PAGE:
Saturday marks National Bowling Day, meaning there’s no better time to look back on one of New England’s favorite sports.
“To us in New England, we just say bowling. Bowling is candlepin,’’ said Liz Moore, executive director of the International Candlepin Bowling Association. “That’s regular bowling for us. We would say ‘Big Ball Bowling’ if we were talking about the other kind.’’
Playing candlepin is about as New England as eating lobster rolls or spending summers down the Cape. While other areas recognize the sport, including a competitive scene in parts of Canada, candlepin bowling is mostly foreign to other regions of the country that insist on rolling balls using three fingers.
Perhaps unbeknownst elsewhere, candlepin bowling has a storied history, one that remains vibrant in the Northeast to this very day. Ahead, a look back:
1880-1890 – The invention of candlepin varies from source to source, but it was first played in Worcester, Massachusetts, in 1880, according to the ICBA. Justin White, who bought a billiards and bowling hall on Pearl Street in Worcester, is widely credited for the game’s early days, ,, but he did not act alone.
Upon his death, an obituary in The Boston Globe also credited Hadley native John J. Monsey with the sport’s creation. Monsey was responsible for standardizing the game so that it would be able to be played widely and competitively.
1906 – John Monsey created the National Duckpin and Candlepin Congress, which regulated the size of the ball, the shape and size of the pins, and the surface upon which balls were bowled. From there, leagues and championships became more prevalent and standardized from location to location.
1947 – Howard Dowd and Lionel Barrow, two lawyers, invented the first automatic pinsetter for candlepins, and called it the “Bowl-Mor.’’ The Bowl-Mor was first used at Whalom Park amusement park in Lunenburg, Massachusetts, and eventually rolled out across alleys more widely. Prior to its invention, pinboys were hired to replace the pins after each bowl. The invention of this machine ensured that the pins would be placed in exactly the same location for every bowler.
1940s – The term “Half-Worcester’’ came into use to describe when the first roll hits either the 2-pin or 3-pin too directly, knocking down only that pin and the one directly behind it.
“Legend has it that during a 1940s statewide tournament a team from Worcester and a nearby town were competing in a semifinal round,’’ Lynn Klaft wrote for the Worcester Telegram and Gazette. “One of the bowlers from Worcester knocked down two such pins and a member of the opposing team taunted him by saying, ‘You’re halfway back to Worcester.’’’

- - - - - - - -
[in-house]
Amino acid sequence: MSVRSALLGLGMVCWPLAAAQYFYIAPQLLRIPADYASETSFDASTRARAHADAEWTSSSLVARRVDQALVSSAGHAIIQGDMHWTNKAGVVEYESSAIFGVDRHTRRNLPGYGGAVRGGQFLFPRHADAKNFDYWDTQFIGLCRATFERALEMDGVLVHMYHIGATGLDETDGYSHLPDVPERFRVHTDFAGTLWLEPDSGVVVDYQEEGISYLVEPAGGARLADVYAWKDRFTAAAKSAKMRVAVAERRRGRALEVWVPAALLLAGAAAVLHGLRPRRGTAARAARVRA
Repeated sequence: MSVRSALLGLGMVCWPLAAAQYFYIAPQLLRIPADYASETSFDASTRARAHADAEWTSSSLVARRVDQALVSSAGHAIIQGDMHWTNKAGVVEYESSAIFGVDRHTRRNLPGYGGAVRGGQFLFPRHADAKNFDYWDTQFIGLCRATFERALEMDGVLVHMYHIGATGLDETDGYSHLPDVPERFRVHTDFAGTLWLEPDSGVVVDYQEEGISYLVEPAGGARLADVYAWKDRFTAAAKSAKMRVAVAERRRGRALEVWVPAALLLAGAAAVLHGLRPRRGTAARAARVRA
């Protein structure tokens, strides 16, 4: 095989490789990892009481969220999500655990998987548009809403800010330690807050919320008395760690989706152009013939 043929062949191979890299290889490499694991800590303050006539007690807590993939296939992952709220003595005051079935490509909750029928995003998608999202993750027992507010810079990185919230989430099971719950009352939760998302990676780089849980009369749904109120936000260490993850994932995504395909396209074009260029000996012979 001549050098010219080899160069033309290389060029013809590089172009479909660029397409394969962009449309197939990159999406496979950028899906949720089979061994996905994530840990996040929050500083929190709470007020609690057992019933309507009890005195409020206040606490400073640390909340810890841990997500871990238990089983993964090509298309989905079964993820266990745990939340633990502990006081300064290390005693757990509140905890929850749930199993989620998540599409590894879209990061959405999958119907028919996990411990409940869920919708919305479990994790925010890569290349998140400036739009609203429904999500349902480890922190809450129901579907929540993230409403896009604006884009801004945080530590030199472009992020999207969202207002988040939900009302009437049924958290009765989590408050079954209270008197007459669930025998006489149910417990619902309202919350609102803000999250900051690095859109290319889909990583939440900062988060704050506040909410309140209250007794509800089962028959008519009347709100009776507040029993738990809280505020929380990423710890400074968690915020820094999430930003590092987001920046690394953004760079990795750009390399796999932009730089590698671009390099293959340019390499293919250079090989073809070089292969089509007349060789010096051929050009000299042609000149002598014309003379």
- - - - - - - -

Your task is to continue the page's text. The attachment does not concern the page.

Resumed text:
1958 – Candlepin bowling made its television debut. Former Red Sox and Boston Braves commentator Jim Britt hosted the initial WCVB broadcast, which was taped at the Boylston Bowladrome, which is just around the corner from where Lucky Strike Lanes is now.
The candlepin broadcast stayed on air until 1996. Don Gillis eventually became the sport’s longest-serving commentator, and was inducted into the World Candlepin Bowling Council’s Hall of Fame in 1987.
1964 – The Boston Globe launched its own annual candlepin tournament. According to the paper, the first champions were Marie Thompson, of Medford, and Bob Kelly, of South Acton.
1965 – The World Candlepin Bowling Council launched its Hall of Fame. There are currently 153 inductees.
Late 1960’s – Candlepins changed from wood to plastic, which had a noticeable effect on how bowlers strategically use the pins, according to Moore. Some shots, like the four horseman leave (four pins in a diagonal line, from the head-pin outward), require a different approach with plastic pins than with wooden ones.
“Now, bowling on wood pins is like the holy grail to serious bowlers,’’ Moore said. “It’s a lifelong ambition for those who never got the chance back in the day.’’
1973 – Candlepins for Cash debuted on WHDH. “The kingpin himself’’ Bob Gamere hosted the show, which allowed contestants to earn a jackpot by rolling a strike. The show remained on the air for almost a decade, with Rico Petrocelli taking over hosting duties in the early ’80s.
1984 – Ralph Semb, of Erving, bowled a 245, setting the single-frame world record at Community Lanes in Westfield.
“I was bowling with Charlie Jutras and started with seven straight strikes,’’ he told the Globe in 1989. “I had a perfect 150 half, and Charlie said to me, ‘Gee, that’s the first time I’ve bowled an 85 half and found myself losing by 65 pins.’ I finished with three spares for the 245.’’
Semb is now president of the ICBA.
1986 – A committee chaired by Royal Edgerly, Jr. formed the ICBA. The Association has had four presidents to date, and is headquartered in North Weymouth.
2005 – Middlesex Community College launched its candlepin team, making it the only collegiate team in New England that’s still active.
“It doesn’t take that many to start a club. I would love it,’’ Marie Caruso, adviser for the club, told the Globe about her hopes for other schools to start teams. “We’re waiting.’’
2011 – Haverhill’s Chris Sargent, owner and manager of Lafayette Lanes in Amesbury, tied Semb’s record for single-frame high score at Metro Bowl in Peabody.
“Sargent launched his assault on the record with a spare before reeling off six straight strikes and finished his string with spare-strike-spare/eight,’’ John Vellante wrote in the Globe.
This is how awesome it is to be a Boston sports fan: